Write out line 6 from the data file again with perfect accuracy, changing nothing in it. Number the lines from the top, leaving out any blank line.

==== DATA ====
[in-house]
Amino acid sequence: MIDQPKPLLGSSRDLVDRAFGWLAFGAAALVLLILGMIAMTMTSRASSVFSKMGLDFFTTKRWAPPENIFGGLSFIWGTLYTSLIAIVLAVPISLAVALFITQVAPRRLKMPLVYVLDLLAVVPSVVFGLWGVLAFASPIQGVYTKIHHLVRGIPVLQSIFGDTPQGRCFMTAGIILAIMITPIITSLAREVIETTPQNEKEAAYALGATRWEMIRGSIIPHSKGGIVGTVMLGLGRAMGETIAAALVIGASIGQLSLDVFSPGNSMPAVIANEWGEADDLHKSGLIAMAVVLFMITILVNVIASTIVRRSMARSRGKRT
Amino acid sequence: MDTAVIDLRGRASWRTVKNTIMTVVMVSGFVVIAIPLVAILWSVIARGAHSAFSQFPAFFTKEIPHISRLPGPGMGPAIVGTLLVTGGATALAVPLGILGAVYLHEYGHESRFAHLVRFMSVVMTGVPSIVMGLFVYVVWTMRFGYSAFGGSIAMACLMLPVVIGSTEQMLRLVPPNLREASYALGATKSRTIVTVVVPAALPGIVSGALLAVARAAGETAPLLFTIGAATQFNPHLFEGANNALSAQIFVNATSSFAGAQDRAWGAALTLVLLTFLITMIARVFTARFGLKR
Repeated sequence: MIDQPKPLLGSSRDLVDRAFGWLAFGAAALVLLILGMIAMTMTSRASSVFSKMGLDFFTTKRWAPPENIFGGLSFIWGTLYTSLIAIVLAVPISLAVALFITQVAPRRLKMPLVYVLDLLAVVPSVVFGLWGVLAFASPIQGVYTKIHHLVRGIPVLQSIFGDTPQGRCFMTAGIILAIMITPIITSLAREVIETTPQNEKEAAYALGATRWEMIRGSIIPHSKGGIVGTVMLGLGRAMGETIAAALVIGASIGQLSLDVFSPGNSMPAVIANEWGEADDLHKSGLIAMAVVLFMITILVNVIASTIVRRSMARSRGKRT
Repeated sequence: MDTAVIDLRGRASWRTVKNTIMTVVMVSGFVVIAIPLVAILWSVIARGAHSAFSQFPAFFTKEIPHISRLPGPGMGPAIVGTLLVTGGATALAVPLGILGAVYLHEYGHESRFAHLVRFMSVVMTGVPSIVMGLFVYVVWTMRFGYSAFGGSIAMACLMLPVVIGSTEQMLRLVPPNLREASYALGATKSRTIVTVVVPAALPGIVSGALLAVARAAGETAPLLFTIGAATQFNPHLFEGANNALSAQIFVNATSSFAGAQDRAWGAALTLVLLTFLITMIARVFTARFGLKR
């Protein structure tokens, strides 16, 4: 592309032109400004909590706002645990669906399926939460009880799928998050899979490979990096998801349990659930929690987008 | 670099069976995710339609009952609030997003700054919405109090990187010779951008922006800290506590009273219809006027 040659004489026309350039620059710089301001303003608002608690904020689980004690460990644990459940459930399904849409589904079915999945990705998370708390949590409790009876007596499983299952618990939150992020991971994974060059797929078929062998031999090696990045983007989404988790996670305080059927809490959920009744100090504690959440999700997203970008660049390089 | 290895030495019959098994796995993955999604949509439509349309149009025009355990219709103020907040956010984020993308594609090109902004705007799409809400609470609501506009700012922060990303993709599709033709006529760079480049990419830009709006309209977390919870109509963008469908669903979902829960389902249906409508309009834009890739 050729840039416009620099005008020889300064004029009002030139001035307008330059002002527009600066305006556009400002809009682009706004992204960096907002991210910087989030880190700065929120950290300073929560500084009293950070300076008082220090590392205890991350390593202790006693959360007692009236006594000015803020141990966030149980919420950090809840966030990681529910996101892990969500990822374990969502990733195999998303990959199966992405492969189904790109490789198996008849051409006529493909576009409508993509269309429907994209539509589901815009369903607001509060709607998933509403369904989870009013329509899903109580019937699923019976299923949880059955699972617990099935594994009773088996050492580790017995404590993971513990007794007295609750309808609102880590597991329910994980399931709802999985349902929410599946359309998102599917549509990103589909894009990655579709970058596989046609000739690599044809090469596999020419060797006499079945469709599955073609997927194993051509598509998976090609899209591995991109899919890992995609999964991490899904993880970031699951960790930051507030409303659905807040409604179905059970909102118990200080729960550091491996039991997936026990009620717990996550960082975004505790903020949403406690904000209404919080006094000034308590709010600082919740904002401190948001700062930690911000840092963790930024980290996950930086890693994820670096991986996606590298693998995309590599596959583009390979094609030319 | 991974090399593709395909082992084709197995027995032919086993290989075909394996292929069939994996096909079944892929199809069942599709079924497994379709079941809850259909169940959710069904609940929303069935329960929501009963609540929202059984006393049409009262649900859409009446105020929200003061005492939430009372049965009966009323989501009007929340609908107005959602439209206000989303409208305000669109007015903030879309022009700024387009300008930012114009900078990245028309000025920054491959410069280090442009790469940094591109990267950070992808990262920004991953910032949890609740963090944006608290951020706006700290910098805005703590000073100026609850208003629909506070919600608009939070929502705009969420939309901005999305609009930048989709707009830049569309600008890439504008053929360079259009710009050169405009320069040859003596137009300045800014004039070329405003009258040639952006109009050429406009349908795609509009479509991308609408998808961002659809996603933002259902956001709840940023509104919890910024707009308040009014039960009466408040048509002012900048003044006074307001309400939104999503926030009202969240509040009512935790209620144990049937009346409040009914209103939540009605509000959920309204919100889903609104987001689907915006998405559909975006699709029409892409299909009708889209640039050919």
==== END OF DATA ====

């Protein structure tokens, strides 16, 4: 592309032109400004909590706002645990669906399926939460009880799928998050899979490979990096998801349990659930929690987008 | 670099069976995710339609009952609030997003700054919405109090990187010779951008922006800290506590009273219809006027 040659004489026309350039620059710089301001303003608002608690904020689980004690460990644990459940459930399904849409589904079915999945990705998370708390949590409790009876007596499983299952618990939150992020991971994974060059797929078929062998031999090696990045983007989404988790996670305080059927809490959920009744100090504690959440999700997203970008660049390089 | 290895030495019959098994796995993955999604949509439509349309149009025009355990219709103020907040956010984020993308594609090109902004705007799409809400609470609501506009700012922060990303993709599709033709006529760079480049990419830009709006309209977390919870109509963008469908669903979902829960389902249906409508309009834009890739 050729840039416009620099005008020889300064004029009002030139001035307008330059002002527009600066305006556009400002809009682009706004992204960096907002991210910087989030880190700065929120950290300073929560500084009293950070300076008082220090590392205890991350390593202790006693959360007692009236006594000015803020141990966030149980919420950090809840966030990681529910996101892990969500990822374990969502990733195999998303990959199966992405492969189904790109490789198996008849051409006529493909576009409508993509269309429907994209539509589901815009369903607001509060709607998933509403369904989870009013329509899903109580019937699923019976299923949880059955699972617990099935594994009773088996050492580790017995404590993971513990007794007295609750309808609102880590597991329910994980399931709802999985349902929410599946359309998102599917549509990103589909894009990655579709970058596989046609000739690599044809090469596999020419060797006499079945469709599955073609997927194993051509598509998976090609899209591995991109899919890992995609999964991490899904993880970031699951960790930051507030409303659905807040409604179905059970909102118990200080729960550091491996039991997936026990009620717990996550960082975004505790903020949403406690904000209404919080006094000034308590709010600082919740904002401190948001700062930690911000840092963790930024980290996950930086890693994820670096991986996606590298693998995309590599596959583009390979094609030319 | 991974090399593709395909082992084709197995027995032919086993290989075909394996292929069939994996096909079944892929199809069942599709079924497994379709079941809850259909169940959710069904609940929303069935329960929501009963609540929202059984006393049409009262649900859409009446105020929200003061005492939430009372049965009966009323989501009007929340609908107005959602439209206000989303409208305000669109007015903030879309022009700024387009300008930012114009900078990245028309000025920054491959410069280090442009790469940094591109990267950070992808990262920004991953910032949890609740963090944006608290951020706006700290910098805005703590000073100026609850208003629909506070919600608009939070929502705009969420939309901005999305609009930048989709707009830049569309600008890439504008053929360079259009710009050169405009320069040859003596137009300045800014004039070329405003009258040639952006109009050429406009349908795609509009479509991308609408998808961002659809996603933002259902956001709840940023509104919890910024707009308040009014039960009466408040048509002012900048003044006074307001309400939104999503926030009202969240509040009512935790209620144990049937009346409040009914209103939540009605509000959920309204919100889903609104987001689907915006998405559909975006699709029409892409299909009708889209640039050919």